Reading this article I was struck by how accurately it applies to New Zealand and our Universities, even though it was written about Canadian Universities. These two paragraphs in particular, stood out and could easily have been written in and about New Zealand:
Canadian? You Have No Right to Stolen Native Land
If indigenous Jews are deemed to have no claim to their ancient homeland, then Euro-Canadians, Asian Canadians, African Canadians, and Latin Canadians are colonialist settlers without even an excuse. You have stolen Native land. The only moral course, according to postcolonialism, is to give everything back. At the very least, in order for “decolonization” to be implemented, the First Nations must be ranked above the interloping settlers, must be given special preference in all benefits, the law must make special exceptions for them. First nations must receive ongoing grants, pay no taxes, be given special reserved places in universities and government offices, and they have a veto over any public policy and be ceremonially bowed to at every public event.
As we are guided by postcolonialism rather than by human rights, we can disregard the human right of equal treatment before the law. That is just a rule of foreign settlers anyway. And the cities and industries and institutions built by the settlers, so the decolonialization story goes, really should belong to the natives, even though they lived in simple settlements or were nomads, depending upon simple shelters, with limited hunting or cultivating subsistence economies. There was no civil peace among the many Native bands and tribes, with raiding, enslavement, torture, and slaughter common.
Read the full article and see what you think!
What Your Sons and Daughters Will Learn at University
Universities in the 20th century were dedicated to the advancement of knowledge. Scholarship and research were pursued, and diverse opinions were exchanged and argued in the “marketplace of ideas.”
This is no longer the case. Particularly in the social sciences, humanities, education, social work, and law, a single political ideology has replaced scholarship and research, because the ideology presents fixed answers to all questions. And, although the most important thing in universities today is the diversity of race, gender, sexual practice, ethnicity, economic class, and physical and mental capability, there is no longer diversity of opinion. Only those committed to the ideology are admitted to academic staff or administration.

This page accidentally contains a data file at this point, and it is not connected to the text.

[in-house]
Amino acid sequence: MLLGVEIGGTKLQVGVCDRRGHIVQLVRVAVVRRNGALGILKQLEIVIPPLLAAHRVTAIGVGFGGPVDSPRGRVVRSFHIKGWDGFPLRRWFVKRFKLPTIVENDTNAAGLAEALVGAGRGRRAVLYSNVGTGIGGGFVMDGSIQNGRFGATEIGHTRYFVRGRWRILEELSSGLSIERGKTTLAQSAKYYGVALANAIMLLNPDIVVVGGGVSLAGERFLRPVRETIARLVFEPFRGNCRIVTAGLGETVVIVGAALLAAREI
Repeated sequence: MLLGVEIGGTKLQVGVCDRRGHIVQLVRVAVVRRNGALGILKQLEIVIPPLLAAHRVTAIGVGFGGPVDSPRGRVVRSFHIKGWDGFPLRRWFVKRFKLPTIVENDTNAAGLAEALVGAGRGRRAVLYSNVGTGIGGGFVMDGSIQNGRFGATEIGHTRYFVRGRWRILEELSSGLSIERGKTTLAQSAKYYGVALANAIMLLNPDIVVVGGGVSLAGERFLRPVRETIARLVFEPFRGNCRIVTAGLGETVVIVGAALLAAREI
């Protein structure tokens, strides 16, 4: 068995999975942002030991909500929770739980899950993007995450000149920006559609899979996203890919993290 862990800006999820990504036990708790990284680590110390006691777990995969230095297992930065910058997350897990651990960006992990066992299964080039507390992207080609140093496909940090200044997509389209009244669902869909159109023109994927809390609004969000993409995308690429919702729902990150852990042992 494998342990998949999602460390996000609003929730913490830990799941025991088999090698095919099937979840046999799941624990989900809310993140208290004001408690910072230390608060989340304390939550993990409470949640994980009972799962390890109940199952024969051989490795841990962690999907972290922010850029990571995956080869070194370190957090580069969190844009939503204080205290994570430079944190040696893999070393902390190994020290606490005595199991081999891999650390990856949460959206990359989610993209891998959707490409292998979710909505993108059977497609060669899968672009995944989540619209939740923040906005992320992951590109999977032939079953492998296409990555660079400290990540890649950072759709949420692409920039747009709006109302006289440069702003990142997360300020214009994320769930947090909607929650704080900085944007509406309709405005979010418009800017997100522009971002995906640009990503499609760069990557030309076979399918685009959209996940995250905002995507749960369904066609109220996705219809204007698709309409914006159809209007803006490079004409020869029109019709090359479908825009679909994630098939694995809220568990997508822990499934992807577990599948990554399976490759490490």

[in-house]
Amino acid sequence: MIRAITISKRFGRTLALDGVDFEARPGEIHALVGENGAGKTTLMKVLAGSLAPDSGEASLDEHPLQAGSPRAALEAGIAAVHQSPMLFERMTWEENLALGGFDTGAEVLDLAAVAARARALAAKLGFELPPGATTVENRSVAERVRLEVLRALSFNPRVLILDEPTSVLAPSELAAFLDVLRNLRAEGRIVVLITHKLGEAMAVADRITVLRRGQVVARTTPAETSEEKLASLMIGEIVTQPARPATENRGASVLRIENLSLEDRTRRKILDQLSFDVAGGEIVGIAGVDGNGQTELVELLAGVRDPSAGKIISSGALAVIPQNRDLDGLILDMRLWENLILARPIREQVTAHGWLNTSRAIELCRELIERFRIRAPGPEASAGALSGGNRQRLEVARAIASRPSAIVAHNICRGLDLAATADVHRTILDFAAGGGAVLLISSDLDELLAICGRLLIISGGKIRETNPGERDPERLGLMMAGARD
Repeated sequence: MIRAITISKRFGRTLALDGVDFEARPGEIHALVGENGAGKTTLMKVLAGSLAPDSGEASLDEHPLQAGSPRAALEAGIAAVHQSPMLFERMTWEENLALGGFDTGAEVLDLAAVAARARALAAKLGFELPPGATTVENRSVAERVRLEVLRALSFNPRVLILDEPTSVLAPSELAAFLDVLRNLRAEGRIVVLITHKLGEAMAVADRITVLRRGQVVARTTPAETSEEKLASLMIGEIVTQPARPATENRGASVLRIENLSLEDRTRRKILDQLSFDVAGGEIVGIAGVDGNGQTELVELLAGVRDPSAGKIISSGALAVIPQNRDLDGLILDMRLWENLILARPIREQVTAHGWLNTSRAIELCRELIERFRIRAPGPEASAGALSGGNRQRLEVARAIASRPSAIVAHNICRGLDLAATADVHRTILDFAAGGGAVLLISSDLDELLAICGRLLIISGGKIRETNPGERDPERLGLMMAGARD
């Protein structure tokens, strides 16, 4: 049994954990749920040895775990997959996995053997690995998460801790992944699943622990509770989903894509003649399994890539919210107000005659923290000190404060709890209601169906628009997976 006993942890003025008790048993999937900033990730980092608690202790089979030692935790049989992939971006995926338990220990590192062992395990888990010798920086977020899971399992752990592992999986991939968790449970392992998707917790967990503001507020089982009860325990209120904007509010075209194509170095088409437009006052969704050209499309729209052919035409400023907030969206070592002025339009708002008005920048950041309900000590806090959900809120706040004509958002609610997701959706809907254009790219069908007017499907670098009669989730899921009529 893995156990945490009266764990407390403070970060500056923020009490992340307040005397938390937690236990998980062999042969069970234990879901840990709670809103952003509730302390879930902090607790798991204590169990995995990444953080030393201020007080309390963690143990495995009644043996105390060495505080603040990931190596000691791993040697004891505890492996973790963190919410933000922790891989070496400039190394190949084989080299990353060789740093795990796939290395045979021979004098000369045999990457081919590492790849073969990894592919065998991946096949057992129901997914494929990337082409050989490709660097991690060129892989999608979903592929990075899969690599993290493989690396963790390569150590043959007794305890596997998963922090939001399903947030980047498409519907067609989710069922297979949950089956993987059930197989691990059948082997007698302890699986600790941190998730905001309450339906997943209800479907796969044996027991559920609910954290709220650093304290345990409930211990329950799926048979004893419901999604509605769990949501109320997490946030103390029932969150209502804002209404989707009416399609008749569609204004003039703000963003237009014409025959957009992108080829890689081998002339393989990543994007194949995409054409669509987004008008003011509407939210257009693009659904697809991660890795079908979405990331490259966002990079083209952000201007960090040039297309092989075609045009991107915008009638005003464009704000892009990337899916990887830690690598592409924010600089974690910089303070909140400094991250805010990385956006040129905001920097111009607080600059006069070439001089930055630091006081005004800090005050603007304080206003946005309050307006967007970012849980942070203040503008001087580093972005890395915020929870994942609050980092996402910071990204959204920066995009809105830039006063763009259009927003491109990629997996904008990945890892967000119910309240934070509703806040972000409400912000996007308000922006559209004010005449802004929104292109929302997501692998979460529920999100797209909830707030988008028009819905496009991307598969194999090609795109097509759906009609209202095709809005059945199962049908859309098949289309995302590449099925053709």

Universities have been transformed by the near-universal adoption of three interrelated theories: postmodernism, postcolonialism, and social justice. These theories and their implications will be explored here.
There Is No Truth; Nothing Is Good or Bad
Postmodernism: In the past, academics were trained to seek truth. Today, academics deny that there is such a thing as objective Truth. Instead, they argue that no one can be objective, that everyone is inevitably subjective, and consequently everyone has their own truth. The correct point of view, they urge, is relativism. This means not only that truth is relative to the subjectivity of each individual, but also that ethics and morality are relative to the individual and the culture, so there is no such thing as Good and Evil, or even Right and Wrong. So too with the ways of knowing; your children will learn that there is no objective basis for preferring chemistry over alchemy, astronomy over astrology, or medical doctors over witch doctors. They will learn that facts do not exist; only interpretations do.
All Cultures Are Equally Good; Diversity Is Our Strength